Periodically I find myself at a military base and am therefore subjected to their, sometimes amusing, special rules. I guess I don’t mind that they search my motorcycle for concealed bombs, and I’m OK with having my name run through one or more database of “bad” guys, and heck, I’ll even live with the silly reflective vest they make me wear on base. But something I saw the other day just made me chuckle.
Thanks to Pvt. Bradley Manning of WikiLeaks fame, the military is now cracking down on Thumbdrives – All Thumbdrives! Even on public computers connected to the outside world and not sensitive military networks. As an example, thanks to Pvt. Manning, I can’t even plug in my camera’s SD card to share photos!
But this sign at a military (but public) Cyber Cafe won top honors for chuckle-bility:
“Users are prohibited from visiting unauthorized sites such as sexual oriented.”
Aside from the two grammar errors, I wonder what other sites are unauthorized.
“Users are prohibited from downloading items onto hard drives.”
And aside from the fact that “items” aren’t defined, and maybe I’m a bit geeky, but the mere act of surfing downloads text, images, scripts, applications, plug-ins and much more.
OK, I’m being hard on the guy who made the sign – A guy that was clearly trying to comply with the post-Manning fallout, but you have to admit his sign is entertaining.
Email signatures are quite entertaining. Among my favorites are the ones from lawyers and legal firms who place a disclaimer at the bottom of the email suggesting that if this email isn’t for you, you should not have read it.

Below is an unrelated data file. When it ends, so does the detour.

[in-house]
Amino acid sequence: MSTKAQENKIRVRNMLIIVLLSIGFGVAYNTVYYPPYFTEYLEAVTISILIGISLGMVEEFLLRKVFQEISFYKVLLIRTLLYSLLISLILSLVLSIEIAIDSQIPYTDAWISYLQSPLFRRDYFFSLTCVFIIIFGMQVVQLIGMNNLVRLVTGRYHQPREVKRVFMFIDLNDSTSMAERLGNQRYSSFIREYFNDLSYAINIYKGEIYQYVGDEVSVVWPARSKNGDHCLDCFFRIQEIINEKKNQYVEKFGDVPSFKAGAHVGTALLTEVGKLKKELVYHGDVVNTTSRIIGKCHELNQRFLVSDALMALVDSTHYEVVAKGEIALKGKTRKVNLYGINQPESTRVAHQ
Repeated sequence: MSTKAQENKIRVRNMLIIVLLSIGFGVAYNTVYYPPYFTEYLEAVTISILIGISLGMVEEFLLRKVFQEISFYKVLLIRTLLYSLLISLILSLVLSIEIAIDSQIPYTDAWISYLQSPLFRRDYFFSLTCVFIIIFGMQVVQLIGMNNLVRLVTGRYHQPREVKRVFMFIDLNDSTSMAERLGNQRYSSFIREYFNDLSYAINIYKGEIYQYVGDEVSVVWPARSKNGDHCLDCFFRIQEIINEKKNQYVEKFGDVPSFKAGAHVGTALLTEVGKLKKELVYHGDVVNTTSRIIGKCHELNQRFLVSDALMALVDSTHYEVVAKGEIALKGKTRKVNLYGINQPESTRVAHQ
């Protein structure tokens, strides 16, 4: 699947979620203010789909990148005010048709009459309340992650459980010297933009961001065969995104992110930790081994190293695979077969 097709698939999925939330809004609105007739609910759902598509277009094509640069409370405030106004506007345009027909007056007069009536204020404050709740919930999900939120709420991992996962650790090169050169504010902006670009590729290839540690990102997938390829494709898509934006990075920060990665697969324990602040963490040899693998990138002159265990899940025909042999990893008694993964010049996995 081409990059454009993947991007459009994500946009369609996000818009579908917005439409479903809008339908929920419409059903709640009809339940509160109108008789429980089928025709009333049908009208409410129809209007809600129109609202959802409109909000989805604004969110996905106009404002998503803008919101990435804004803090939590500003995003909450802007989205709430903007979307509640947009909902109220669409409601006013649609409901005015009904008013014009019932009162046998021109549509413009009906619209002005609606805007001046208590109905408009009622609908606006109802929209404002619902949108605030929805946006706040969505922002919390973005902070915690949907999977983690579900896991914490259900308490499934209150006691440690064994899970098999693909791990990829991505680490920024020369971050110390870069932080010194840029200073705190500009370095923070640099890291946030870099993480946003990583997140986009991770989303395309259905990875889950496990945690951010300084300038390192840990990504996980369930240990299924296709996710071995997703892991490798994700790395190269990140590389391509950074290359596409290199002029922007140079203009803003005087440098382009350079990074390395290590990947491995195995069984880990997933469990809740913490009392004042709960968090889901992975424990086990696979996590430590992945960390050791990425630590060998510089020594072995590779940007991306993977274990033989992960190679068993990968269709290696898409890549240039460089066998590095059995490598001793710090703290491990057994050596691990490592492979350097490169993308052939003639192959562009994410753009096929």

Other favorites are that nothing in this email constitues tax advise. Or that this email doesn’t create an attorney-client relationship. And so on.
But back to the first example, does placing that disclaimer at the bottom of an email somehow absolve the sender from any responsibility that may occur from the email falling into unauthorized hands? I doubt it. Besides, most fifth grade civics students know that contracts can not be unilaterally imposed. What am I missing here?
So I laugh a bit when I see these signatures come in. But, today something completely unexpected arrived in my inbox. A 43-line signature!
Yes, 43 lines! Including standard name, title and company name, but also including three addresses, four phone numbers and even two alternative email addresses – I guess this guy wants to make sure he can always be reached! Always!
But there’s another side to long signatures. I would imagine most people are like me and print out emails if I need some small piece of the content. Hit the PRINT button and expect one page to print quickly. With this guy, you’re almost guaranteed to be delayed while the second page is printed … which when you scan it will be immediately thrown away.
I’ve said it before and I’ll say it again, I’m not a paragon of environmental activism, but this one may have reached my limit. What to do?